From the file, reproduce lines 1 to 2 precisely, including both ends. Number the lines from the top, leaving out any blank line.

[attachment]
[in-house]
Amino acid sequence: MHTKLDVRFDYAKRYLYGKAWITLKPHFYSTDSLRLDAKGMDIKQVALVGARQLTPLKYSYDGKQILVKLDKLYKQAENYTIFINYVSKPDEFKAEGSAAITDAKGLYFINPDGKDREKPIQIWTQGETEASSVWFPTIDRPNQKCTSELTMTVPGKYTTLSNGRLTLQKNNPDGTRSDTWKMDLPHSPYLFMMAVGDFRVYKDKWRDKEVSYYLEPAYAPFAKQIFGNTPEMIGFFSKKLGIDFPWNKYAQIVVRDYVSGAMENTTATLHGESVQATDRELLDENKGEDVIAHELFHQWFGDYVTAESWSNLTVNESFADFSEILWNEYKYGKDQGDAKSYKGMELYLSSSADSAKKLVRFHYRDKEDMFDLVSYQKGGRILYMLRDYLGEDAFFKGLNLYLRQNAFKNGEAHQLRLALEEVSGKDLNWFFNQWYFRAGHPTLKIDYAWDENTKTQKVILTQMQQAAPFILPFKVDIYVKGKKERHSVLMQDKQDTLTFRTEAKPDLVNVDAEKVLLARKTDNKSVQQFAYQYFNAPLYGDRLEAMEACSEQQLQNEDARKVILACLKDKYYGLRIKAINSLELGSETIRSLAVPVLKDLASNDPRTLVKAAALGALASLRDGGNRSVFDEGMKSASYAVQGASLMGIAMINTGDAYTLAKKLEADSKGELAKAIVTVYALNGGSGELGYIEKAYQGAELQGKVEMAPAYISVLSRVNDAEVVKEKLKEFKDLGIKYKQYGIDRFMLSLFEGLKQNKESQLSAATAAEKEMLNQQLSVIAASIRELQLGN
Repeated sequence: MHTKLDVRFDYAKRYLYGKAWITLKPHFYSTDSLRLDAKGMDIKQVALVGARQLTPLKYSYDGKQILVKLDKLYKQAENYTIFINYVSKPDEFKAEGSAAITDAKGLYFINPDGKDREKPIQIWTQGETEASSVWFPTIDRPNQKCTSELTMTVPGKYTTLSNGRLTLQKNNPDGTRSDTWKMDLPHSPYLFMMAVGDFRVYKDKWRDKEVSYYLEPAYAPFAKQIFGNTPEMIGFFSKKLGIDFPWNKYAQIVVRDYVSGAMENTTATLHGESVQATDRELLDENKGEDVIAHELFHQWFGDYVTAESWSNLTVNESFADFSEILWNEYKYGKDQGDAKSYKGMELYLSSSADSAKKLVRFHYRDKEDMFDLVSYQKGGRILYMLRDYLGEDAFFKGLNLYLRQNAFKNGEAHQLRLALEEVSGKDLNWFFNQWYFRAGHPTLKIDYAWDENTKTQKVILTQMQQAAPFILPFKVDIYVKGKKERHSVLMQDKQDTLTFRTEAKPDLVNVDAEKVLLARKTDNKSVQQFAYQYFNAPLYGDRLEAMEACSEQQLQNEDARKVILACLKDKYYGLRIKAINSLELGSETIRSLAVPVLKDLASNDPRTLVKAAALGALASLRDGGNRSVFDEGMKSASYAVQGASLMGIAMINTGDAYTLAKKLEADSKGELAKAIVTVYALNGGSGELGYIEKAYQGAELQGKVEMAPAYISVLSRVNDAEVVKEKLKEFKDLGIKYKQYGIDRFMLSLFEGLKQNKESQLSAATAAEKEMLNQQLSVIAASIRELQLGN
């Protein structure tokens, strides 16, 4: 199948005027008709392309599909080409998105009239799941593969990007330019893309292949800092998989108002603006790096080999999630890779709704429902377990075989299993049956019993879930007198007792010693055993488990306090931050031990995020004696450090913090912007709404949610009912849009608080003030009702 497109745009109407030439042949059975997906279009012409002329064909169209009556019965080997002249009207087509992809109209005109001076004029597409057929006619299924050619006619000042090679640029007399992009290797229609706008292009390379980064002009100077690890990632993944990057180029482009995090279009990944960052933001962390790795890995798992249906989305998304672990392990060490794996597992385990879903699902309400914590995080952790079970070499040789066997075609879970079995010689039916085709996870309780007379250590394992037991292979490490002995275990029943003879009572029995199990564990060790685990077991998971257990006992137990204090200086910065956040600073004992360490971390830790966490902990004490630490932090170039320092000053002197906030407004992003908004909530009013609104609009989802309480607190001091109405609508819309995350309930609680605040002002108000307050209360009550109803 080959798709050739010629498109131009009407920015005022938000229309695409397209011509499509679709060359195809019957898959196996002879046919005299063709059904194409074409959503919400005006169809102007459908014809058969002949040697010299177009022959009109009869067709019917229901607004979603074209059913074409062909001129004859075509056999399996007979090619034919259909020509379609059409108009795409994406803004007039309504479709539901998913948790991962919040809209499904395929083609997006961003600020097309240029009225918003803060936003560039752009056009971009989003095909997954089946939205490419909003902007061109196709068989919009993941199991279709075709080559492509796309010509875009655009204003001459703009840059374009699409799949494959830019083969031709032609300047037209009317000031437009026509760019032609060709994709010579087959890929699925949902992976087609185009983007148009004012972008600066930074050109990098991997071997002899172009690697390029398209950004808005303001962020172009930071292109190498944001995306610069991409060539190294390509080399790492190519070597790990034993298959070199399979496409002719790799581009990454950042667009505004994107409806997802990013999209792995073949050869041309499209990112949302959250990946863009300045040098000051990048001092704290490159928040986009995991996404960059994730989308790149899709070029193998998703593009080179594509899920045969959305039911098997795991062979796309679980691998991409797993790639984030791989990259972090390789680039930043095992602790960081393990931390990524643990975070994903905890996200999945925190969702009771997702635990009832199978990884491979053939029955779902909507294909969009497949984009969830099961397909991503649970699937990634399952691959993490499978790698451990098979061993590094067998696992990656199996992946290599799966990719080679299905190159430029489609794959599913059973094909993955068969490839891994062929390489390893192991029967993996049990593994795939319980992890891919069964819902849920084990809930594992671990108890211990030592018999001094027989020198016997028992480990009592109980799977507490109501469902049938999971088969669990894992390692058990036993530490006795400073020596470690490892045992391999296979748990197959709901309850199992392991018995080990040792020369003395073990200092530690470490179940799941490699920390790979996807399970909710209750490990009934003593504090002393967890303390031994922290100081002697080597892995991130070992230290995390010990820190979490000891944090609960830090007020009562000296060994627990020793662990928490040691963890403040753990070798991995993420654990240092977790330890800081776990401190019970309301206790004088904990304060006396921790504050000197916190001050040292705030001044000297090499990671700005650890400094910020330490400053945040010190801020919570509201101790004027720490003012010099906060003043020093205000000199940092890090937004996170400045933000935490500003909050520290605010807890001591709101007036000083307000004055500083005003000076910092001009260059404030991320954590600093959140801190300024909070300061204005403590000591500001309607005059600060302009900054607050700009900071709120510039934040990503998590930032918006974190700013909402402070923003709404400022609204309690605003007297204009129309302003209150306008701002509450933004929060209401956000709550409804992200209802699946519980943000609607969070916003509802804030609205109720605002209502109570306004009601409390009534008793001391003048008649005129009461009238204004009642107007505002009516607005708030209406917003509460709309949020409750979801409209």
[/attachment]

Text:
[in-house]
Amino acid sequence: MHTKLDVRFDYAKRYLYGKAWITLKPHFYSTDSLRLDAKGMDIKQVALVGARQLTPLKYSYDGKQILVKLDKLYKQAENYTIFINYVSKPDEFKAEGSAAITDAKGLYFINPDGKDREKPIQIWTQGETEASSVWFPTIDRPNQKCTSELTMTVPGKYTTLSNGRLTLQKNNPDGTRSDTWKMDLPHSPYLFMMAVGDFRVYKDKWRDKEVSYYLEPAYAPFAKQIFGNTPEMIGFFSKKLGIDFPWNKYAQIVVRDYVSGAMENTTATLHGESVQATDRELLDENKGEDVIAHELFHQWFGDYVTAESWSNLTVNESFADFSEILWNEYKYGKDQGDAKSYKGMELYLSSSADSAKKLVRFHYRDKEDMFDLVSYQKGGRILYMLRDYLGEDAFFKGLNLYLRQNAFKNGEAHQLRLALEEVSGKDLNWFFNQWYFRAGHPTLKIDYAWDENTKTQKVILTQMQQAAPFILPFKVDIYVKGKKERHSVLMQDKQDTLTFRTEAKPDLVNVDAEKVLLARKTDNKSVQQFAYQYFNAPLYGDRLEAMEACSEQQLQNEDARKVILACLKDKYYGLRIKAINSLELGSETIRSLAVPVLKDLASNDPRTLVKAAALGALASLRDGGNRSVFDEGMKSASYAVQGASLMGIAMINTGDAYTLAKKLEADSKGELAKAIVTVYALNGGSGELGYIEKAYQGAELQGKVEMAPAYISVLSRVNDAEVVKEKLKEFKDLGIKYKQYGIDRFMLSLFEGLKQNKESQLSAATAAEKEMLNQQLSVIAASIRELQLGN